On Wednesday, the state’s application to appeal the court’s June judgment was rejected with costs. The North Gauteng High Court reaffirmed its decision that under South African law the Sudanese president should have been arrested in South Africa in June when he attended the African Union (AU) summit.
Public explanations for letting Al-Bashir go include taking a stance against the International Criminal Court (ICC) and the West. African National Congress (ANC) secretary general Gwede Mantashe suggested it could have put South African troops in Sudan in danger. “He came here to do continental business invited by the continental organisation – we have no right to violate the AU rules,” Zuma told Parliament last month.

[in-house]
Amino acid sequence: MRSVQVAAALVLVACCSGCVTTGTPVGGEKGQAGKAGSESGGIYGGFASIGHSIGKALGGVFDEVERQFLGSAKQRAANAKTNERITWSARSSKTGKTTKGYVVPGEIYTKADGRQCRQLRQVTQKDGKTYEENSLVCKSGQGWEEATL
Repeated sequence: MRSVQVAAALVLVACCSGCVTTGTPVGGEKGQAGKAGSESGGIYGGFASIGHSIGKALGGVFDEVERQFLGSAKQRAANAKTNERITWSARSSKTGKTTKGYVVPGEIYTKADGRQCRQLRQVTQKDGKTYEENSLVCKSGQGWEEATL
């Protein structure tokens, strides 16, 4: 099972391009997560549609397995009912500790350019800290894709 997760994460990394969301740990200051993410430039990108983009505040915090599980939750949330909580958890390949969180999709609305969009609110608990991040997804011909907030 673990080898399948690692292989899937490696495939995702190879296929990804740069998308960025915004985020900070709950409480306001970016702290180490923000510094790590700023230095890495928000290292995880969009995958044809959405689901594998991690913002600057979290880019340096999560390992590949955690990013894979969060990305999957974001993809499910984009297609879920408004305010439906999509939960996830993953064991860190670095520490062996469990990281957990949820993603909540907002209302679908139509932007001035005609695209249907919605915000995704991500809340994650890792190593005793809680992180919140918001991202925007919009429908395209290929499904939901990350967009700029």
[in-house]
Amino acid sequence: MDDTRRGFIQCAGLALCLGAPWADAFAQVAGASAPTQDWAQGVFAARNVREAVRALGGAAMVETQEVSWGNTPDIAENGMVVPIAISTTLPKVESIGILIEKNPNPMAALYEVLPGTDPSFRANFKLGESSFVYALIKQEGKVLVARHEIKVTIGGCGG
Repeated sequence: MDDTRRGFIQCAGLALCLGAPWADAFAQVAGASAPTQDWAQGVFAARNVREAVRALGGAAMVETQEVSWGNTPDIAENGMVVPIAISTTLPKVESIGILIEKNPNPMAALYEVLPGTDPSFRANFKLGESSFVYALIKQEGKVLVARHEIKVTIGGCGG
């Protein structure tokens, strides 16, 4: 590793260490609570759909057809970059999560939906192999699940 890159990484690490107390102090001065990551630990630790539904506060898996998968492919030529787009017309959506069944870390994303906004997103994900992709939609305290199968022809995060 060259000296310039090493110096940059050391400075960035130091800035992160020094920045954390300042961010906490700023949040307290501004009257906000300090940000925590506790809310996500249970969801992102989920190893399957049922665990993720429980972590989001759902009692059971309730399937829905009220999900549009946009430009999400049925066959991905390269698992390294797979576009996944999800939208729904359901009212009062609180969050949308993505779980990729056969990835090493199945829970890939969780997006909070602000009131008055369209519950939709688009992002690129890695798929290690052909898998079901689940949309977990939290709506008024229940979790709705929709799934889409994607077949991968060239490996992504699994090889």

In its application for leave to appeal the state argued it had no obligation to arrest Al-Bashir. It wanted to appeal the finding that a cabinet resolution and notice from the home affairs minister under the Diplomatic Immunities and Privileges Act, aimed at protecting AU delegates from arrest, did not trump South Africa’s Implementation of the Rome Statute of the International Criminal Court Act. The state also said an appeal would help the state on how to approach future issues of immunity for sitting heads of state.